Laurel and Eric asked us to join them at the Cornell Ornithology Lab at Cornell University in Ithaca on Sunday. We jumped at the chance. They were camped nearby and it was only a 2 hour drive east of here so the opportunity to take a behind the scenes tour was a no brainer.
We've been to Cornell University many times before, but mostly to avail ourselves of the services of their excellent College of Veterinary Science. We've taken dogs for consultations and surgeries when our local vets were unable to help, horses have gone for emergency surgery and routine tooth care. We knew that Cornell also had "something" to do with birds, but never put two and two together to figure out that their Ornithology Lab was world renowned. Never realized that the website we use often, allaboutbirds.org, was a Cornell site. Never paid attention to the fact that the bird identifier app. on my phone, Merlin Bird ID, was a Cornell project. Duh. double duh
The tour began at 11 a.m. and we were in the parking lot at exactly 11. We would have arrived early, as planned, if we hadn't turned off our route to follow a sign pointing to a covered bridge.
We'd been down that road in the past. Never saw the sign. What were we doing then? I guess we're just more tuned into "seeing" things now. Then it was getting to where we were headed. Destination rather than journey I guess.
We were enthralled with the beautiful, sunlit creek flowing beneath the bridge and the silence of its surroundings. When I looked closer, I saw something that reminded me that we had somewhere else to be.....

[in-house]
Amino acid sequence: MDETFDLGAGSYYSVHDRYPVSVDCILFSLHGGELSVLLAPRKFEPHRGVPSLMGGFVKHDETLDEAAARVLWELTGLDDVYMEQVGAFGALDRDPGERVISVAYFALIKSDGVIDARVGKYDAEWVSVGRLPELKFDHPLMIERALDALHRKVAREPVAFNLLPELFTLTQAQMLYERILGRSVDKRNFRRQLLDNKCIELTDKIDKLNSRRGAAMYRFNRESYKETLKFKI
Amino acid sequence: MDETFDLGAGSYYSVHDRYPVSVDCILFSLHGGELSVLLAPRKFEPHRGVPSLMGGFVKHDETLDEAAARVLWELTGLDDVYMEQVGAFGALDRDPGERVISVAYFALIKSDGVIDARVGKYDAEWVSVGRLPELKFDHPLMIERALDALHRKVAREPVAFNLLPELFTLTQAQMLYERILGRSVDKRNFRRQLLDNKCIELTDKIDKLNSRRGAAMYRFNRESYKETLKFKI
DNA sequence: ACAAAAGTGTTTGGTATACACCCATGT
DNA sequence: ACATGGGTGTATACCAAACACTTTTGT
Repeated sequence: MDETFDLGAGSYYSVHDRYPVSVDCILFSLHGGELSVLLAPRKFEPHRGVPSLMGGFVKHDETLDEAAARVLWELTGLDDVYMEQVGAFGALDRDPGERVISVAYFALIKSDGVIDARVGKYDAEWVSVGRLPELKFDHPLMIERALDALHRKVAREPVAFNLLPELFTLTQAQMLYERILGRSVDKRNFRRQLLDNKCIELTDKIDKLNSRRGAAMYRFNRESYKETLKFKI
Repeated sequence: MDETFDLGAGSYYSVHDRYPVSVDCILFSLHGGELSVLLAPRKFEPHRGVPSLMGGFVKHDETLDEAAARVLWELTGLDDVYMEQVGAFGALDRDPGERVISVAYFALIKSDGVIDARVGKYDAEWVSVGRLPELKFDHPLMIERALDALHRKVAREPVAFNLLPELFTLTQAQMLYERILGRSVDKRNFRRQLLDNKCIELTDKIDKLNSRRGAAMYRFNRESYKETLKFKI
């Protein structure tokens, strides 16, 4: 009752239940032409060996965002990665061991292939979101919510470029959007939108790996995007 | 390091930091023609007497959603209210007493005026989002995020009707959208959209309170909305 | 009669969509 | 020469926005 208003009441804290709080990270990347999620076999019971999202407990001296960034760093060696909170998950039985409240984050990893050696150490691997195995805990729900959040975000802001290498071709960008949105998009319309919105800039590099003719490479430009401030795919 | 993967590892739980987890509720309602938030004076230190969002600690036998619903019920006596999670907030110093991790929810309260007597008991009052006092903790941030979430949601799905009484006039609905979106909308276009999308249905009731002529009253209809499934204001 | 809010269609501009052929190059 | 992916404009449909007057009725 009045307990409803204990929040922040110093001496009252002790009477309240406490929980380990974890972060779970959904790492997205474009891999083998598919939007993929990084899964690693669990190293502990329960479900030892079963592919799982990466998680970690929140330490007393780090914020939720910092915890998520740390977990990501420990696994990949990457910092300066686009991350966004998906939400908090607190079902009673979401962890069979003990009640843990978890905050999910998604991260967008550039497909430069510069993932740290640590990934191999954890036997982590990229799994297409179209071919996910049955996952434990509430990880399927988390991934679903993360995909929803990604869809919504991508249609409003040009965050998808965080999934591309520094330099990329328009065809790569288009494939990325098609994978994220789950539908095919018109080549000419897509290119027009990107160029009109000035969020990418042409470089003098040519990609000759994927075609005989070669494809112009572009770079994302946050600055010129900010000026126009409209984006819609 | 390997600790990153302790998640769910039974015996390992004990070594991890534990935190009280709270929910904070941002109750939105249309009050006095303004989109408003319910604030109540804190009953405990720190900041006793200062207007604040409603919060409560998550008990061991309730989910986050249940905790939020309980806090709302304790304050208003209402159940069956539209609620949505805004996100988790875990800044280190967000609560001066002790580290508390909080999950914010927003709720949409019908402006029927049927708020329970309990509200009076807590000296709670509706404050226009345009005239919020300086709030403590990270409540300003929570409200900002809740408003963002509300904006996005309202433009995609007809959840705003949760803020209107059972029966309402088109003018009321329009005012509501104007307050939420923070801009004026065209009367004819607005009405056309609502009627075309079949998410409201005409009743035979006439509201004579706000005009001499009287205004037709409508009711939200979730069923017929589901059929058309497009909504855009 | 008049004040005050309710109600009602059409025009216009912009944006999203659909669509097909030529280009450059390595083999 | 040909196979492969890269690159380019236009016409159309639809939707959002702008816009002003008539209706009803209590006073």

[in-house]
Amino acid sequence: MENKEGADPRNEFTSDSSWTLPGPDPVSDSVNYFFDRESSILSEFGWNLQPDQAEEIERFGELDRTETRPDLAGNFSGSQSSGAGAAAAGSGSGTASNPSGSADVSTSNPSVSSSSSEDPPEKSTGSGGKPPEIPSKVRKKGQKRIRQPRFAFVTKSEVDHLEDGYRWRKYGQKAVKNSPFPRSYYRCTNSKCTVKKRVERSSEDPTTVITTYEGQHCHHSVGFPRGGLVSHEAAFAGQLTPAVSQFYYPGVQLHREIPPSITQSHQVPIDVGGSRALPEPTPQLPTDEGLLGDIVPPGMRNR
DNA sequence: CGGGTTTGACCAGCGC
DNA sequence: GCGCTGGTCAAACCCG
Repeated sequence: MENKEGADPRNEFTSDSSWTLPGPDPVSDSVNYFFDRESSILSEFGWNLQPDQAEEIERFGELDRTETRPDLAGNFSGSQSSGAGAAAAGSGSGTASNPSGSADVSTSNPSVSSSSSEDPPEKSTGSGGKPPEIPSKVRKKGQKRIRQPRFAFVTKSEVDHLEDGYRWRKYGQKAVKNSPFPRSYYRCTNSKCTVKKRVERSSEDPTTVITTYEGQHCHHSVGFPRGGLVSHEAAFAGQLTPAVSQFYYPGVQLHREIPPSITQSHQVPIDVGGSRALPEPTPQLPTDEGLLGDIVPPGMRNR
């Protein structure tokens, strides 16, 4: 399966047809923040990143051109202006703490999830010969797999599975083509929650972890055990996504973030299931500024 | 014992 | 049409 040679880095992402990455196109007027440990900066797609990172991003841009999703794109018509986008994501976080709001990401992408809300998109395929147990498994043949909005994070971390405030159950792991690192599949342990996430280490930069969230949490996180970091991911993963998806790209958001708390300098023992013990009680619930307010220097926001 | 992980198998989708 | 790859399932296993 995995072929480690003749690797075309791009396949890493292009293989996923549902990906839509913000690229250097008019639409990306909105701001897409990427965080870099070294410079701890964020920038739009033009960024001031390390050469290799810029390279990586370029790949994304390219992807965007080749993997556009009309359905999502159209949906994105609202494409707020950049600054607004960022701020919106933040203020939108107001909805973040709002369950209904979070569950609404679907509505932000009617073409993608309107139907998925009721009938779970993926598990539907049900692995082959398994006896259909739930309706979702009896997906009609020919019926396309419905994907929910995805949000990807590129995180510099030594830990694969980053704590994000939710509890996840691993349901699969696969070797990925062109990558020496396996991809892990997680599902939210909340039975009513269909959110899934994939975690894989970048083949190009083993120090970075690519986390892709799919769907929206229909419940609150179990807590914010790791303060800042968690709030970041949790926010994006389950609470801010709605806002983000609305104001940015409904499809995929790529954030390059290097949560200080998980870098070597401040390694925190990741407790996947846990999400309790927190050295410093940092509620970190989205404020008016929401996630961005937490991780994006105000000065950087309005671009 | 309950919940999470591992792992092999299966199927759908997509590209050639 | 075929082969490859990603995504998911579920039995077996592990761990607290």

|a bird's nest on one of the support beams on the side of the bridge.....|
We hit the ground running from the parking lot and I didn't take any photographs of the beautiful building. I passed by a haunting sculpture of a new extinct passenger pidgeon sitting silently in the garden. The tour was just beginning and we were able to blend in quietly, phew!
I was able to take a few surreptitious photos as our guide walked and talked.
|chairs in the lobby line the huge windows looking out on a beautiful pond.....|
|Eric, Laurel and Dave try their luck identifying birds by their silhouettes on the wall|
|can you find the two Snowy Ptarmigans in this painting?|
|Yes, they are dead birds in that drawer|
|"you can't fly without a wishbone"|
|wings ready for study|
We were starving after the two hour tour so we set off for the Mahogany Grill in downtown Ithaca. I took no pictures. It was a lovely, sunny day and we sat outside to enjoy our meal. Afterward we went our separate ways with promises to meet up again this fall in Florida. Eric and Laurel were going back to Cornell to hike some of the trails in the nature area surrounding the Lab. and we had to head home.
On our way through town we saw a waterfall that made us turnaround for a closer look.
It was Ithaca Falls which figured prominently in the industrial landscape of Ithaca in the 1800's.
The park surrounding this 105 foot high falls has been the site of a major lead contamination clean up effort as a result of over 100 years of shotgun testing by Ithaca Gun Company. The company, along with several others, were located just south of the falls.
After exploring the area we continued on our way home. Another sign, another detour. Lewis was waiting patiently at home for us, so we kept this stop short.
We couldn't pass up a quick peek at Taughannock Falls, could we?
It was a wonderful Sunday with good friends, good food, and some new experiences in familiar place.
Some of you wondered what Lewis did today to celebrate his 10th birthday. He asked that I not take a formal picture, he feels they are silly at his age. So here are a couple candid shots. He lounged on the dock for second cup and happy hour (he may have had a bit of shrimp there), helped Dave build the bonfire for our 3rd of July celebration, enjoyed some steak mixed into his dinner and then helped Dave catch a fish. In his world, it was a very good day.